- IPA: /θɔː/
thaw (thaws, present participle thawing; past and past participle thawed)
- (intransitive) To gradually melt, dissolve, or become fluid; to soften from frozen
- the ice thaws
- (intransitive) To become so warm as to melt ice and snow — said in reference to the weather, and used impersonally.
- It's beginning to thaw.
- (intransitive, figuratively) To grow gentle or genial.
- Her anger has thawed.
- (transitive) To gradually cause frozen things (such as earth, snow, ice) to melt, soften, or dissolve.
- c. 1596–1598, William Shakespeare, “The Merchant of Venice”, in Mr. William Shakespeares Comedies, Histories, & Tragedies: Published According to the True Originall Copies (First Folio), London: Printed by Isaac Iaggard, and Ed[ward] Blount, published 1623, OCLC 606515358 ↗, [Act II, scene i], page 167 ↗, column Mor.}} Miſlike me not for my complexion, / The ſhadowed liuerie of the burniſht ſunne, / To whom I am a neighbour,and neere bred. / Bring me the faireſt creature North-ward borne, / Where Phœbus fire ſcarce thawes the yſicles, / And let vs make inciſion for your loue, / To proue whoſe blood is reddeſt,his or mine.:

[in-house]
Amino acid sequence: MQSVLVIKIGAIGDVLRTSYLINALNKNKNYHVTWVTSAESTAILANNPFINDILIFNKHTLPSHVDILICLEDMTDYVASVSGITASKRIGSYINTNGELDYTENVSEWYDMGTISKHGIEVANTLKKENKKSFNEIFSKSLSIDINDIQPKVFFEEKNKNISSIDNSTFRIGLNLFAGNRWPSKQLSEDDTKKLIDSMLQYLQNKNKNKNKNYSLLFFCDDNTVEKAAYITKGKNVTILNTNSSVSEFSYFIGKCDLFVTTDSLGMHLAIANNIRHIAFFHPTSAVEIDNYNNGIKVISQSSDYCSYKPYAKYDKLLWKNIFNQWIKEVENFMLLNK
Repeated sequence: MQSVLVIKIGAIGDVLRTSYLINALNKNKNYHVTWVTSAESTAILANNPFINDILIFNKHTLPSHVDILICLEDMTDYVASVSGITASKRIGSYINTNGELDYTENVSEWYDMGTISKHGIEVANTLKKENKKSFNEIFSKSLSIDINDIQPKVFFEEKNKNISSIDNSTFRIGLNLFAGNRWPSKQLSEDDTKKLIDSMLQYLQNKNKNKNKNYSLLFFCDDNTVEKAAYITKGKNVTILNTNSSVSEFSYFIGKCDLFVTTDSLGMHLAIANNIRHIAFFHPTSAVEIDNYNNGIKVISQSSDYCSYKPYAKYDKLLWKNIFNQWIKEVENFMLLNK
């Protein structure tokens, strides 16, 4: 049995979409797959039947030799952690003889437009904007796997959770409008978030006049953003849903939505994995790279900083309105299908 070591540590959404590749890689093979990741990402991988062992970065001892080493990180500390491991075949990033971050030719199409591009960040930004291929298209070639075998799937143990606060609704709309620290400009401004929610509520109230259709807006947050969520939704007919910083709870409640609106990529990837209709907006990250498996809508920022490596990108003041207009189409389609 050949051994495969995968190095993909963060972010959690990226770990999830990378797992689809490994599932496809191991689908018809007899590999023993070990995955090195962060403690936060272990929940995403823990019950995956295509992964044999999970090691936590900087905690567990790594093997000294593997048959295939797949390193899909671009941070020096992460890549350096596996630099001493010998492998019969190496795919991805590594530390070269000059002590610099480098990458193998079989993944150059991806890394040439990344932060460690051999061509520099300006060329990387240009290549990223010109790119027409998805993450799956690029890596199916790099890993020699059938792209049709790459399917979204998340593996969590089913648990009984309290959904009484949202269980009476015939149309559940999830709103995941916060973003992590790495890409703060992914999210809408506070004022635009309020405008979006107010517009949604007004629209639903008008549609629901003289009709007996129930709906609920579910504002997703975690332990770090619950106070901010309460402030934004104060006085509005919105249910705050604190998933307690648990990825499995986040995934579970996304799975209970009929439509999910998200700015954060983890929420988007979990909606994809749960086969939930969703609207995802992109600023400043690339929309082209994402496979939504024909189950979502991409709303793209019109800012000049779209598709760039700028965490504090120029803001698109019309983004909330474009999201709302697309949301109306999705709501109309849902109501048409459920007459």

- 1700, John Dryden, "Palamon and Arcite", in Fables, Ancient and Modern:
- The frame of burnish'd steel, that cast a glare / From far, and seemed to thaw the freezing air.
- French: dégeler
- German: tauen, schmelzen
- Italian: fondere, scongelare
- Portuguese: descongelar, derreter
- Russian: та́ять
- Spanish: descongelar, derretir
thaw (plural thaws)
- The melting of ice, snow, or other congealed matter; the resolution of ice, or the like, into the state of a fluid; liquefaction by heat of anything congealed by frost
- a warmth of weather sufficient to melt that which is frozen
- French: dégel
- German: Schmelze
- Italian: disgelo
- Portuguese: degelo
- Russian: та́яние
- Spanish: deshelar, deshielo, descongelación, derretimiento
- A river in South Wales which flows into the Bristol Channel at Aberthaw.